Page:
We want to detect change in a signal, in an ordered/chronological collection of data points. We'll consider the case where each data point is a scalar value.
We'll start with the simplest signals we can imagine, and the simplest change detection method(s). This will allow us to introduce some basic concepts easily. With the fundamentals set, we'll try to tackle some problems that are inspired by "real world" problems. This may add a lot of complexity quickly, and will question some assumptions we made earlier, but hopefully there will be sufficient context to pull that off.
We will either fabricate the data or use freely available public data sources. Python (python 2.7) will be used for coding and visualization, from within IPython Notebooks. although the principles are agnostic to choice of programming language. We may use open source python libraries along the way.
How to use this Tutorial
The simplest way to use this tutorial is to (only) view the output. You will not be able to edit or experiment with the code, but you will be able to follow along.
***Simply follow the links to nbviewer.ipython.org to view the IPython notebooks. These links are located in the "Lesson Plan" section of this README. ***
However, the recommended way to use this tutorial is to clone the repo to your machine and run the ipython notebooks locally. Follow these steps:
## 1. Clone this repo to a new directory on your machine ## 2. Set up a virtual environment using virtualenv or conda, and activate it. ## 3. Install prerequisites listed under requirements.txt ## 4. Start an ipython notebook server and navigate to the notebooks in your browser
You'll be able to follow along with the tutorial and edit the code as you go, like any IPython Notebook. For more information see http://ipython.org/ipython-doc/stable/notebook/index.html
Includes links to nbviewer.ipython.org to view the tutorial online.
Section 00: Scaffolding [View in ipynb nbviewer] 1
Offline vs. Online change detection
ChangeDetector a custom class used for tutorial
Section 01: Introduction [View in ipynb nbviewer] 2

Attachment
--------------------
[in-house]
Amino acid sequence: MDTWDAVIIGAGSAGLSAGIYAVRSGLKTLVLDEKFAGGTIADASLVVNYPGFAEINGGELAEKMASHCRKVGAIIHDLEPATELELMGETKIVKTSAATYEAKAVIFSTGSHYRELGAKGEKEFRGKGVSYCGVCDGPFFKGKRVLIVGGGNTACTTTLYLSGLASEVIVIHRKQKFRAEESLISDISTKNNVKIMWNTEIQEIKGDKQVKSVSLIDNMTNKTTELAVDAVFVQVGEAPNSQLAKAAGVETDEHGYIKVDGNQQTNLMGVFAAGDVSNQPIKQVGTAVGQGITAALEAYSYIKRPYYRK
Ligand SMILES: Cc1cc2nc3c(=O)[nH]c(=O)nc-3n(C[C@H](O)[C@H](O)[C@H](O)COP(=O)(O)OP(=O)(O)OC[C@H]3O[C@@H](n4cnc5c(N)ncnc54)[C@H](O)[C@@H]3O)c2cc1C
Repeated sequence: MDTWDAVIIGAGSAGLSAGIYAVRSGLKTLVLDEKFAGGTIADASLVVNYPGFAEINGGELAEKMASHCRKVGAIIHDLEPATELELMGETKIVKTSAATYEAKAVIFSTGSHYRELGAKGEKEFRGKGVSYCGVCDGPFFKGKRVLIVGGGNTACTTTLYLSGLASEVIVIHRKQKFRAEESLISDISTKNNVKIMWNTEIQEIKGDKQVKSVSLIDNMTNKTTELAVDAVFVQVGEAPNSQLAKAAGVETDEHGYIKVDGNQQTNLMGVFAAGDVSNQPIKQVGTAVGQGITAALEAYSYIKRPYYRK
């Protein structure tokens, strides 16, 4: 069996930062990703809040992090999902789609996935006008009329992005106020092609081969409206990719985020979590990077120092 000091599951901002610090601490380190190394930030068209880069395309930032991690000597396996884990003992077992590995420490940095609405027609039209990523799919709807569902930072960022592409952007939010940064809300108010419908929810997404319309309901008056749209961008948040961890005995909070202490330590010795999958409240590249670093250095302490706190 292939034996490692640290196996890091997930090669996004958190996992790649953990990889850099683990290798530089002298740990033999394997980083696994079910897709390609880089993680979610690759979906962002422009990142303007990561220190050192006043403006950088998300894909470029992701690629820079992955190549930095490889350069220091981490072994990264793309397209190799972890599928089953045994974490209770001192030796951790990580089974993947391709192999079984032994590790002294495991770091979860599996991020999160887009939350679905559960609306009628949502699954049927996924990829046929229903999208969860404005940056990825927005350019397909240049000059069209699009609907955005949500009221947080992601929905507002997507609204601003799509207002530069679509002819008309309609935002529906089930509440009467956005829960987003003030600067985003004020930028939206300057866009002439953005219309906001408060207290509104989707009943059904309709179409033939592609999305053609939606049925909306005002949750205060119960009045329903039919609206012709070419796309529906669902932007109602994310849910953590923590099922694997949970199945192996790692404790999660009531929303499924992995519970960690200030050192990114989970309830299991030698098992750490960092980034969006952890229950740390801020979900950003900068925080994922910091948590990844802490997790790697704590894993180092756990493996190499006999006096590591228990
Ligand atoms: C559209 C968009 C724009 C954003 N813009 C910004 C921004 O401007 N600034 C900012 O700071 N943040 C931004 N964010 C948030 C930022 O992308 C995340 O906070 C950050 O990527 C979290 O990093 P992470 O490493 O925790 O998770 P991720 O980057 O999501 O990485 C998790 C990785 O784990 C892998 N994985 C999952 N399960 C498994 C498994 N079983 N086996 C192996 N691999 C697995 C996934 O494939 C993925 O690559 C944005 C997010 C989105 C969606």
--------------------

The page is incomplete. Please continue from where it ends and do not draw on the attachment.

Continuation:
Introduction (what is change detection)
Justification (why does change detection matter)
Section 02 [View in ipynb nbviewer] 3
A "static mean" change detector
Recent (amplitude) vs global (mean) detector
Section 03: Windows [View in ipynb nbviewer] 4
A Z-score based detector
Section 04: Welford's Method [View in ipynb nbviewer] 5
Section 05: CUSUM [View in ipynb nbviewer] 6
(Use case) Section 06: EKG [View in ipynb nbviewer] 7
Anomaly detection in EKG signals
- Divide signal into windows
- Build a "dictionary" of windows from a normal signal using kmeans clustering
- Reconstruct signals using dictionary
- Devise a trigger based on reconstruction error
More things to cover
If there's interest, I may add additional sections to cover these topics:
- likelihood ratio and cumalative sum tests.
- the Page-Hinkley Stopping Rule
- using local approaches and moving windows to reduce computation costs.
- spectral properties of the incoming signal
- peak detection vs. drift detection
Criteria for designing detection algorithms (or analyzing their performance)
- mean time b/w false alarms
- prob of wrong detection [false positives]
- mean delay to detection
- prob of non-detection [false negatives]
- accuracy of the estimates of the fault onset time and of magnitude of change
Papers / Books:
Michèle Basseville - "Statistical methods for change detection" (2002) - "Detecting Changes in Signals and Systems: A Survey" (1988) Automation, Vol. 2,t, No. 3, pp. 309-326 Aggarwall. - "Outlier Detection" (2013 **check** )
- Aman Ahuja (blog post) -- http://pafnuty.wordpress.com/2014/05/29/change-detection-tutorial/
- Aman Ahuja (blog post) -- http://pafnuty.wordpress.com/2013/02/05/reading-log-change-detection-papers-by-basseville/
- Ted Dunning's Anomaly Detection solution (github repo): https://github.com/tdunning/anomaly-detection/